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GLASS DOLLS (Detective Dove Milson Book 1) (affiliate link)
D. E. White’s hotly anticipated Glass Dolls is the utterly gripping new book starring Detective Dove Milson.
Detective Dove Milson is called out to a chilling murder scene by the coast. A teenage girl is found murdered, encased in glass.
The murder is a replica of the work of a serial killer known as the Glass Doll murderer, who entombed his victims in glass to watch them die. He would be the prime suspect but . . .
HE’S ALREADY DEAD.
Dove’s own niece was one of the original Glass Doll victims.
The Lies She Told (affiliate link)
Karly Winters has waited ten long years to have the man of her dreams, the handsome but duplicitous Jacob Cruthers. From her home in Glasgow she pines for the Londoner who casually keeps her dangling, never with a thought of giving her what she wants and never with any intention of leaving his wife.
For her part, Karly has no intentions of being second best any longer and she hatches an artful plan of devious intent that she is certain will work in her favour. Now, embarking on her dangerous game of high stakes, she is all too aware that someone is likely to get hurt. But for the winner, the prize will be incalculable.
But Karly hasn’t reckoned for new and equally underhanded forces that are at work. Lurking in the shadows are others, with their own agendas to follow and equally ruthless in their objectives. With various factions hurtling towards a confrontation that none of them saw coming, someone is going to pay the price of infatuation.
The Christmas Bargain (Hardman Holidays Book 1) (affiliate link)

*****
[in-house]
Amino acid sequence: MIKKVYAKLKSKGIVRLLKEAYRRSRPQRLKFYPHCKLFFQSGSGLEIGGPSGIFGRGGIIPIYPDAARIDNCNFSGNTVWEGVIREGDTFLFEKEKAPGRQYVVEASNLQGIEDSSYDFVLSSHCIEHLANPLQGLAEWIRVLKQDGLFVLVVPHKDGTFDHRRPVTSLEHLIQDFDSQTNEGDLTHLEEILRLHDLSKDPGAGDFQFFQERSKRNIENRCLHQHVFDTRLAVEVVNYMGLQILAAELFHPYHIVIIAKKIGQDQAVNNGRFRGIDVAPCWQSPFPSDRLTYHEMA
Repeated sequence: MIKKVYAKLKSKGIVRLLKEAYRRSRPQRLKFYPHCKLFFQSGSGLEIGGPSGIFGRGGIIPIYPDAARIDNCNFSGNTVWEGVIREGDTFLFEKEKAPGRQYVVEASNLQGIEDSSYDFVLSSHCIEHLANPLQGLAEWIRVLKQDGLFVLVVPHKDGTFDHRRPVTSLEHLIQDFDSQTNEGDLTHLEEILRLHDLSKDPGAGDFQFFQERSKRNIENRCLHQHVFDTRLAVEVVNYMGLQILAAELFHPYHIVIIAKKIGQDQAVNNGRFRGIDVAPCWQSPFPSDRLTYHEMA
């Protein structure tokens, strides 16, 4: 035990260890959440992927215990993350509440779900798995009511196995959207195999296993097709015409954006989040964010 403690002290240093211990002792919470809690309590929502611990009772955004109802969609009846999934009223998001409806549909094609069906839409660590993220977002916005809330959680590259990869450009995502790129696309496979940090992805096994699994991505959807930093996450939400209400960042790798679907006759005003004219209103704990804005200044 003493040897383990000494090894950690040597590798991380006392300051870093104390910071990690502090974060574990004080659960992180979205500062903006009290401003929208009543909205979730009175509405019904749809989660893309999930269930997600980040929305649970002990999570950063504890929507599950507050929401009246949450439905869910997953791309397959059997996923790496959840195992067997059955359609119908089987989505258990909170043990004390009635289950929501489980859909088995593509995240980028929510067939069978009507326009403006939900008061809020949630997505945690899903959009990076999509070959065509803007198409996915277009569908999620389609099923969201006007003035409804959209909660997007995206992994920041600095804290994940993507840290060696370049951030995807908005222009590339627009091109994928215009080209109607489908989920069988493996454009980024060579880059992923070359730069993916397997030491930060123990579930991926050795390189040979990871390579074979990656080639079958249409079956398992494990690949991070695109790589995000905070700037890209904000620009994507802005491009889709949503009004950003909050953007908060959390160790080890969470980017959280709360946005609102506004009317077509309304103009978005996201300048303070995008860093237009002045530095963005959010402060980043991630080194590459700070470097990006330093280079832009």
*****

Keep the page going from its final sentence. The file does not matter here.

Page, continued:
One Old West Cinderella discovers
Prince Charming is a . . . Cowboy?
The death of her mother left Philamena Booth grieving and at the mercy of her drunken father. After spending more than a decade held captive on their run-down farm, she’s left speechless and dazed when her father strikes a bargain to settle a long overdue debt. In lieu of payment, a handsome cowboy agrees to take her. Mortified yet relieved to leave the farm, Philamena unexpectedly finds herself married to a charismatic, caring man.
Luke Granger might own Hardman’s bank and the fanciest house in this Eastern Oregon town, but he’d much rather be outside riding his horses or wrangling his herd of cattle than keeping his account books straight. In a strange, unsettling turn of events, he finds himself accepting a farmer’s daughter instead of money to cover a loan. If the man hadn’t threatened to sell her to the saloon owner, Luke might have refused. He has no idea what to do with beautiful Filly or their marriage of convenience, but he’s about to get far more than he bargained for.
Murder in the Smithsonian (Capital Crimes) (affiliate link)
Dr. Lewis Tunney, a brilliant historian who had stumbled onto an international art scandal, was brutally murdered in front of two hundred guests at an elegant party at the Smithsonian.
Taking the case, DC police Cpt. Mac Hanrahan begins to uncover a web of secrets, lies, and revenge surrounding the historian’s killing. From the deceased Tunney’s strong-willed fiancée, Heather McBean, to the congressmen with secrets to hide, Hanrahan finds himself unsure who to believe. Soon after, two more murders add to the intrigue.
Murder in the Smithsonian is the fourth volume in Margaret Truman’s beloved Capital Crimes series, in which Truman enlivens history with her first-hand knowledge as the daughter of US President Harry S. Truman. Each of the novels revolve around Washington, DC, and its landmarks. The Smithsonian’s museums, with their quirky staff, forensic scientists, and sometimes-spooky exhibits are the perfect setting for a thrilling political crime novel.
Hell Is Too Crowded (affiliate link)
Matthew Brady was just out for a good time. After a long dry spell working in the deserts of Kuwait, the young engineer was ready to let loose in merry old London. So when a beautiful young woman drifts out of the fog and asks him to accompany her to her apartment, it seems like a dream come true for the happily muddled American.His drunken dream soon becomes a waking nightmare when he comes to with the mysterious woman dead on the floor, the police ready to pin a murder on him, and absolutely no memory of what happened.